Monday, July 2, 2012

The Outsiders: Anglos In Quebec

A View From Quebec

I was an outsider... but I was also sympathetic with people that were struggling to get up, because I struggled to get up.
Elia Kazan

Lionel-Adolphe Groux [1878-1967 ]: A Roman Catholic priest, historian and nationalist, Groux is considered the "Father of Quebec Nationalism." Although he and his writings are largely ignored, his spirit hovers over the province. A metro station and a college bear his name.

I have resisted writing about Quebec, the province in which I was raised, chiefly because so many others have written about its peculiarities in the past in a far better way. One of my favourite pieces is by Mordecai Richler [1931-2001] in his famous 25-page New Yorker article ("Inside/Outside," September 23, 1991), which drew the ire of Quebec nationalists, who found nothing funny or amusing in the piece. They found less amusing his 277-page book, Oh! Canada Oh! Quebec!: Requiem for a Divided Countrywhich he published a year later, in 1992. That's a shame, since laughter is always good therapy.

Now, every geographical region and major religion has some particularities or a sense of the peculiar, and it doesn't have to have a pejorative sense, unless you feel threatened and without hope. After all, haven't the Jewish People been feeling threats and yet been laughing at themselves for thousands of years? Have they not survived? Have they not thrived?.

Here in Quebec, a working democracy with a $300-billion economy, French language and culture becomes the barrier to acceptance. Such distinctions show that 30 years later not much has changed, except much of the distrust between the French-speaking majority and the English-speaking minority is bubbling below the surface. Articles, chiefly in the French-language media, attest to the perception that Quebec and its largest city, Montreal, is just not French enough [see herehere & here].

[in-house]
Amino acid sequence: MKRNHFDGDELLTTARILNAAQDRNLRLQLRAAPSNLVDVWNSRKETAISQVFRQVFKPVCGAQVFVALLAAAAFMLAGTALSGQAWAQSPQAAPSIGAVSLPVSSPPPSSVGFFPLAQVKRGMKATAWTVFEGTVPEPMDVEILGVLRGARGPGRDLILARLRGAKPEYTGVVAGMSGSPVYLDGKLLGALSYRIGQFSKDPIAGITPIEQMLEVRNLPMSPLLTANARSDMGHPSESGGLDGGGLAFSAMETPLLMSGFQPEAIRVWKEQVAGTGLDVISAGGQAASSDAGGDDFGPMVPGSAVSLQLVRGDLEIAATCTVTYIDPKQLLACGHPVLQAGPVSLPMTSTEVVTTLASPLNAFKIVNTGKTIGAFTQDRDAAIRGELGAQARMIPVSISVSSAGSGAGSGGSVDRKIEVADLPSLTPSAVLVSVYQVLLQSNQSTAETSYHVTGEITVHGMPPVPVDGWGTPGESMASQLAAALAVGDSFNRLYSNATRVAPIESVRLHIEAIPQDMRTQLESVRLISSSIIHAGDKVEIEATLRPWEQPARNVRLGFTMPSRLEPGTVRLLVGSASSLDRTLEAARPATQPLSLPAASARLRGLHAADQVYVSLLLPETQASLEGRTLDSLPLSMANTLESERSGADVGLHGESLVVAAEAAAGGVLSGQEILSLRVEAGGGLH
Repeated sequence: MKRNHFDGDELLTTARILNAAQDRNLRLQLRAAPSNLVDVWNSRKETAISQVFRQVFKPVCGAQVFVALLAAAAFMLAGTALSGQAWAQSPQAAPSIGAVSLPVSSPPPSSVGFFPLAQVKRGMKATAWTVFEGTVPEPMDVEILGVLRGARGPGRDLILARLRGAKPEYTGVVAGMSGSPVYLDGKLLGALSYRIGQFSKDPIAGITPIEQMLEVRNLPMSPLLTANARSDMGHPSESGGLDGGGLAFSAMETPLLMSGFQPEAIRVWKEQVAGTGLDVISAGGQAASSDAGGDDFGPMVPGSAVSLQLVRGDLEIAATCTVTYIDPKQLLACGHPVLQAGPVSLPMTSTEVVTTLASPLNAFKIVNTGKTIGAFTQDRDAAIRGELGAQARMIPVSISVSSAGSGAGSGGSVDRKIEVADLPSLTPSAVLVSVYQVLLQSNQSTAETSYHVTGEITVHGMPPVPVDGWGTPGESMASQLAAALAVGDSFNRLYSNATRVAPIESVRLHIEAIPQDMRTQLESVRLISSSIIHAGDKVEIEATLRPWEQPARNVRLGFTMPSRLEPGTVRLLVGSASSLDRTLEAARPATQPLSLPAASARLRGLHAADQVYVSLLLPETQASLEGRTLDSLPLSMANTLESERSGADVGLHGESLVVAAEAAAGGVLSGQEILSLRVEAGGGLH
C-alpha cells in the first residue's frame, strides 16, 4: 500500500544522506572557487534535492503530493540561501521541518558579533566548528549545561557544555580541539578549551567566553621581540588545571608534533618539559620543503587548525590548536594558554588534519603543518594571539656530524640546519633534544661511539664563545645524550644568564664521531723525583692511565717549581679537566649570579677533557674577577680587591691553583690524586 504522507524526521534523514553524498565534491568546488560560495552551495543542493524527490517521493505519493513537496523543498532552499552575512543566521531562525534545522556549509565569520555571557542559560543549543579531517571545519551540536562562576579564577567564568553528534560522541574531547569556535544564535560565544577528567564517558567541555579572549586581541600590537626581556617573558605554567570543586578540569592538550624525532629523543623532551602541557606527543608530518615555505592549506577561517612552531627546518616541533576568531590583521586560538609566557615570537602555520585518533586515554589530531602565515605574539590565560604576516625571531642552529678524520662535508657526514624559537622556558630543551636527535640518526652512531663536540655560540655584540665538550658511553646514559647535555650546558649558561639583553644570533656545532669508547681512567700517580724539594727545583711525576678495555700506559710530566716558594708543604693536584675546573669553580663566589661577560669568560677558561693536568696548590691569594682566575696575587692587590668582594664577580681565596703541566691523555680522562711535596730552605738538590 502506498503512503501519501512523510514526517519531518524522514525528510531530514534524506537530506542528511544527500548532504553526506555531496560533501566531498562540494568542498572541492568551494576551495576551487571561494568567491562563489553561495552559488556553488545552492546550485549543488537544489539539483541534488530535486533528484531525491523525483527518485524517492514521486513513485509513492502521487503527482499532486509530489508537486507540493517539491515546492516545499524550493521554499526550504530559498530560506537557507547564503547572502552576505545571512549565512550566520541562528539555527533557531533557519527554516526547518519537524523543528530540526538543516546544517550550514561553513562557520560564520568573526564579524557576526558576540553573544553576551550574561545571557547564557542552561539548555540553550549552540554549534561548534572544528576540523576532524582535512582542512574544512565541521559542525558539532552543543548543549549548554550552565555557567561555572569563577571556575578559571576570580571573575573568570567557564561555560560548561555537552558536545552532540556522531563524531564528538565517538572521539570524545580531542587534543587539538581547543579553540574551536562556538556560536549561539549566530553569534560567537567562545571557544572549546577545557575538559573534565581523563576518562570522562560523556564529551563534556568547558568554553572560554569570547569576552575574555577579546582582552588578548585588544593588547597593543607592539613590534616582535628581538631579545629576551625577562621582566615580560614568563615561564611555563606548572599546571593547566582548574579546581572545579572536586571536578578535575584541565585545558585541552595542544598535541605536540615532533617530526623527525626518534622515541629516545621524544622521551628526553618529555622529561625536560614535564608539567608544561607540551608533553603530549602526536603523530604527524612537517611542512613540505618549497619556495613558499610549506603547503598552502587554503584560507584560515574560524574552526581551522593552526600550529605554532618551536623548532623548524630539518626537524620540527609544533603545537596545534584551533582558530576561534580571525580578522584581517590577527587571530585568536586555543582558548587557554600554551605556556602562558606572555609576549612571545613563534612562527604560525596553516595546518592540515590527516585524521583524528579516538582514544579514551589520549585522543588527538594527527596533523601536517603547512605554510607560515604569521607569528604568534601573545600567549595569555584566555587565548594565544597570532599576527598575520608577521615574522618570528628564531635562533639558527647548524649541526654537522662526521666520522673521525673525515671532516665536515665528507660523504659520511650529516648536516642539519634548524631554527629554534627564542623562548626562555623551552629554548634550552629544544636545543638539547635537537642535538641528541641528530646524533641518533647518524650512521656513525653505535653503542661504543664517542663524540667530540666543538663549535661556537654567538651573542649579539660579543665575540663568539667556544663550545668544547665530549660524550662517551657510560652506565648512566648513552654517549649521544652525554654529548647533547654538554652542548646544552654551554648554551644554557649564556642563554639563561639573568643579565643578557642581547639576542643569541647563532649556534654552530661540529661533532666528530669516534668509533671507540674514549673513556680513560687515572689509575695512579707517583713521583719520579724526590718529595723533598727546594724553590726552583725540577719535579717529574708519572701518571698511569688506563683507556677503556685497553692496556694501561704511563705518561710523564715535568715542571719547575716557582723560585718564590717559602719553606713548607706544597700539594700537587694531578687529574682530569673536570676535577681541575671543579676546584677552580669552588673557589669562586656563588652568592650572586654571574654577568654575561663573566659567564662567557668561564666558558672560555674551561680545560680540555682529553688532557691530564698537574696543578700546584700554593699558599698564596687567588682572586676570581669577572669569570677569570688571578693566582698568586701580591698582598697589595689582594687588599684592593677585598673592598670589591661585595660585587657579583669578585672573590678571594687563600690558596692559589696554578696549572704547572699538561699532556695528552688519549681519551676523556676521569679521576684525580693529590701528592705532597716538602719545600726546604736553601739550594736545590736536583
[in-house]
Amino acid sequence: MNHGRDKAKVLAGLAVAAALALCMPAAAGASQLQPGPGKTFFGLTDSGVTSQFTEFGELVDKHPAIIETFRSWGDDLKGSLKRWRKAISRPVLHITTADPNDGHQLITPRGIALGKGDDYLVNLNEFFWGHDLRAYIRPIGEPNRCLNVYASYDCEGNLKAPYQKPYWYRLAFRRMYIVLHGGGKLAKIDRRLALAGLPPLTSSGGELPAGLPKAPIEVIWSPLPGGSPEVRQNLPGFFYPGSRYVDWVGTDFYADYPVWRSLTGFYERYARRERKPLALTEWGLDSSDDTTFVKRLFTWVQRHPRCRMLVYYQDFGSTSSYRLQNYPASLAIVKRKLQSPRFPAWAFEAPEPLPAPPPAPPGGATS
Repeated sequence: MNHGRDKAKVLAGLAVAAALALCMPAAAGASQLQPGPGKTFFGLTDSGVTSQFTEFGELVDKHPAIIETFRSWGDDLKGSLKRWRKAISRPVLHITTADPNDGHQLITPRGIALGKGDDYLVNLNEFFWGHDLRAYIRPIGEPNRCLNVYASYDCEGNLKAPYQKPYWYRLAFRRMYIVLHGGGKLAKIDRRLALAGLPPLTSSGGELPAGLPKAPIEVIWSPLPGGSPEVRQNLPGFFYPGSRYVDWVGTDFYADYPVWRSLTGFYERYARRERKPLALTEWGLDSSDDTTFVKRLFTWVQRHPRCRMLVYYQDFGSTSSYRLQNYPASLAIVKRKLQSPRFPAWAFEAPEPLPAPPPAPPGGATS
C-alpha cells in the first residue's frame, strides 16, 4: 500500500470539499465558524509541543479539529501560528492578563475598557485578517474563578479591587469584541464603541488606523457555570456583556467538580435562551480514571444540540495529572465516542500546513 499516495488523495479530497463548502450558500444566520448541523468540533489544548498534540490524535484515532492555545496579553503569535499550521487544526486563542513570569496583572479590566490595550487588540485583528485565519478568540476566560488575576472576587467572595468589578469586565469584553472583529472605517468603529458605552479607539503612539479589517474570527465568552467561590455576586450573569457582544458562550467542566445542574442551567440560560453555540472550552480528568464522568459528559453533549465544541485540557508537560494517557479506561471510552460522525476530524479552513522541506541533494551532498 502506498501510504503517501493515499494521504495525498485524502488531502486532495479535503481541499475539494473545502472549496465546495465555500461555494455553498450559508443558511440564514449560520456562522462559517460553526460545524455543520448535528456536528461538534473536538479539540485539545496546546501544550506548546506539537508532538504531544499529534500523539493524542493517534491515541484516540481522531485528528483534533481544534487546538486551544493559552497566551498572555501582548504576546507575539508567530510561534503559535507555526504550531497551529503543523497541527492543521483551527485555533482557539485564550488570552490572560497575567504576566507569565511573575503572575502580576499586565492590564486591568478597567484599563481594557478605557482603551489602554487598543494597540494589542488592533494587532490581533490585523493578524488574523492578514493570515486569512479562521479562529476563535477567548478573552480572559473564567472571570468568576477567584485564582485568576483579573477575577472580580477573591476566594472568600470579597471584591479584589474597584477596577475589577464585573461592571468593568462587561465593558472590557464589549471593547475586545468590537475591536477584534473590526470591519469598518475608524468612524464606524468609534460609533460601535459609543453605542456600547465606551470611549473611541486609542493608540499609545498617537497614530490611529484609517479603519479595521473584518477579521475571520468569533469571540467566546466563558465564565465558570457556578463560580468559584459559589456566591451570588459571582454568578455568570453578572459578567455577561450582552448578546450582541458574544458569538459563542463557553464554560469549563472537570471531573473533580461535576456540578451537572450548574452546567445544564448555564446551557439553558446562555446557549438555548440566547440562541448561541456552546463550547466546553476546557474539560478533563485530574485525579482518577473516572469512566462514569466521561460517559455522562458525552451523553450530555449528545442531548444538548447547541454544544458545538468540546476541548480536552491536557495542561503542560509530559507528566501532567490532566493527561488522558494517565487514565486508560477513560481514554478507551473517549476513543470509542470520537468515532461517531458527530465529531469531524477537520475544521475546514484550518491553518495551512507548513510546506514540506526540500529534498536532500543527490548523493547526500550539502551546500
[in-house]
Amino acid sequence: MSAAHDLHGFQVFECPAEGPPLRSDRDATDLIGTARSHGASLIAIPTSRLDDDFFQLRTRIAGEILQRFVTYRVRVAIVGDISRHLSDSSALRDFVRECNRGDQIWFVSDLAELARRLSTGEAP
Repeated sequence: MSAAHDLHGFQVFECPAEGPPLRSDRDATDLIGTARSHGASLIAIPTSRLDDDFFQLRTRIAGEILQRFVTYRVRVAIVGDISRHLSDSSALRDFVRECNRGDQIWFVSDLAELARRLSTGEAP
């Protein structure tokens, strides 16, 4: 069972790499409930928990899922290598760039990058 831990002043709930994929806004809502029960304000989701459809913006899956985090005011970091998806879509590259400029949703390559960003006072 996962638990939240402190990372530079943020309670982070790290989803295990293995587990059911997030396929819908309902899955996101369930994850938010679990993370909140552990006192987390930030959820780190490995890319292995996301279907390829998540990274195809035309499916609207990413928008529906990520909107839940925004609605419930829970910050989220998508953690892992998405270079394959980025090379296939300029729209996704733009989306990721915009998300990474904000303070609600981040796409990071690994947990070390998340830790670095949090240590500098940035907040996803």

If you are reading this piece from outside Quebec and Canada, which is likely given that is where most of my readers reside, you might be perplexed. For many outsiders, it seems foolish to argue about language, notably to such extremes and notably in Europe, where many persons speak two, three, four languages. Unless you are born here, as I have been, or at least have gone to school here during one's formative years, it is hard to really understand the sense of things. To understand why things are the way they are, and what are its hot-button issues. First of all, language is always an important issue for reasons that will soon be clear, if you have the patience to read further. It might hide in the background, it might take second place to the economy or work, but it eventually surfaces and often in a nasty way as a divisive issue that separates people.

Language in Quebec is politicized like no other place I know. Persons are immediately separated into distinct groups by what language they speak at home. The French majority are called Francophones; the English minority Anglophones; and the immigrants whose mother tongue is neither, Allophones. The designation is given by the person's mother tongue, the predominant if not first language spoken at home. Once a person fits within that particular linguistic designation, he or she forever remains in it, no matter the ability in the other official language of Canada. It is very difficult to switch designations, and although there has been many attempts to reduce linguistic tensions, they exist, both overtly and in more subtle forms. They exist because here in Quebec, they have forever been politicized. Is it possible that some groups benefit from the continuing tension? To distract from more-important matters? I wonder. 

Fete Nationale for Everyone?